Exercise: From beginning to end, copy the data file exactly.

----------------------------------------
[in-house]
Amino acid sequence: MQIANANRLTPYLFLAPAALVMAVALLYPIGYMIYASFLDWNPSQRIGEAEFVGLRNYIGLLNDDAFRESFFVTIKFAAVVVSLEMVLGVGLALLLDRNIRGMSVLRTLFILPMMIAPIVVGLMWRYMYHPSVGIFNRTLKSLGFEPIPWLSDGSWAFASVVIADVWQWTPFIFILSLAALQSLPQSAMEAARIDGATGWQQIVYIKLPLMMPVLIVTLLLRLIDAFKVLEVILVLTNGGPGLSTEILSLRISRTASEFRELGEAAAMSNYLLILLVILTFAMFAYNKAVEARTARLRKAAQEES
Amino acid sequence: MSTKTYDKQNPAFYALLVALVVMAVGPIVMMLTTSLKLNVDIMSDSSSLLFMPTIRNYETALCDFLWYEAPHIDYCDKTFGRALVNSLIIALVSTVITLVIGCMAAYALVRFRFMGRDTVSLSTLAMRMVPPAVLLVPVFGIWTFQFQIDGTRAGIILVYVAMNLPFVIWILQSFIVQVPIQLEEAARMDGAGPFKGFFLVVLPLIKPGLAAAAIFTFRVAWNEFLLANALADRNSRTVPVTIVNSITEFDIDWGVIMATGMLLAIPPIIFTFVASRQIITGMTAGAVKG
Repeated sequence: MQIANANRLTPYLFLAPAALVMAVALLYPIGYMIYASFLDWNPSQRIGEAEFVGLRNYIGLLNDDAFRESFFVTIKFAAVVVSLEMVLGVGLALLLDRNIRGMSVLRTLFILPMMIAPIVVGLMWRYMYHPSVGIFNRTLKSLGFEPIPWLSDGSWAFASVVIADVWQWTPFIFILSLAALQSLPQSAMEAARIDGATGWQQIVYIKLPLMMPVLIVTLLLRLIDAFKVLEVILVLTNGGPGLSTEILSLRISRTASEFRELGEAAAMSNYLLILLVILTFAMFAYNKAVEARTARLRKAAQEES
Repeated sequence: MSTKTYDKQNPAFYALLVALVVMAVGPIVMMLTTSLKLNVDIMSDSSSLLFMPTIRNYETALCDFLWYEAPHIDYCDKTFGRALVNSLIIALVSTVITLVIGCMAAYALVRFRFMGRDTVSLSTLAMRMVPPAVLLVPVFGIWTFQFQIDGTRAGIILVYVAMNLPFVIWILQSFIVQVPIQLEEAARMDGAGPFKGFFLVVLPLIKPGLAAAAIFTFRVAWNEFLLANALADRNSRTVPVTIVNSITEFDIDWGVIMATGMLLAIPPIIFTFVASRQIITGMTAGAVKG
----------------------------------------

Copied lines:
[in-house]
Amino acid sequence: MQIANANRLTPYLFLAPAALVMAVALLYPIGYMIYASFLDWNPSQRIGEAEFVGLRNYIGLLNDDAFRESFFVTIKFAAVVVSLEMVLGVGLALLLDRNIRGMSVLRTLFILPMMIAPIVVGLMWRYMYHPSVGIFNRTLKSLGFEPIPWLSDGSWAFASVVIADVWQWTPFIFILSLAALQSLPQSAMEAARIDGATGWQQIVYIKLPLMMPVLIVTLLLRLIDAFKVLEVILVLTNGGPGLSTEILSLRISRTASEFRELGEAAAMSNYLLILLVILTFAMFAYNKAVEARTARLRKAAQEES
Amino acid sequence: MSTKTYDKQNPAFYALLVALVVMAVGPIVMMLTTSLKLNVDIMSDSSSLLFMPTIRNYETALCDFLWYEAPHIDYCDKTFGRALVNSLIIALVSTVITLVIGCMAAYALVRFRFMGRDTVSLSTLAMRMVPPAVLLVPVFGIWTFQFQIDGTRAGIILVYVAMNLPFVIWILQSFIVQVPIQLEEAARMDGAGPFKGFFLVVLPLIKPGLAAAAIFTFRVAWNEFLLANALADRNSRTVPVTIVNSITEFDIDWGVIMATGMLLAIPPIIFTFVASRQIITGMTAGAVKG
Repeated sequence: MQIANANRLTPYLFLAPAALVMAVALLYPIGYMIYASFLDWNPSQRIGEAEFVGLRNYIGLLNDDAFRESFFVTIKFAAVVVSLEMVLGVGLALLLDRNIRGMSVLRTLFILPMMIAPIVVGLMWRYMYHPSVGIFNRTLKSLGFEPIPWLSDGSWAFASVVIADVWQWTPFIFILSLAALQSLPQSAMEAARIDGATGWQQIVYIKLPLMMPVLIVTLLLRLIDAFKVLEVILVLTNGGPGLSTEILSLRISRTASEFRELGEAAAMSNYLLILLVILTFAMFAYNKAVEARTARLRKAAQEES
Repeated sequence: MSTKTYDKQNPAFYALLVALVVMAVGPIVMMLTTSLKLNVDIMSDSSSLLFMPTIRNYETALCDFLWYEAPHIDYCDKTFGRALVNSLIIALVSTVITLVIGCMAAYALVRFRFMGRDTVSLSTLAMRMVPPAVLLVPVFGIWTFQFQIDGTRAGIILVYVAMNLPFVIWILQSFIVQVPIQLEEAARMDGAGPFKGFFLVVLPLIKPGLAAAAIFTFRVAWNEFLLANALADRNSRTVPVTIVNSITEFDIDWGVIMATGMLLAIPPIIFTFVASRQIITGMTAGAVKG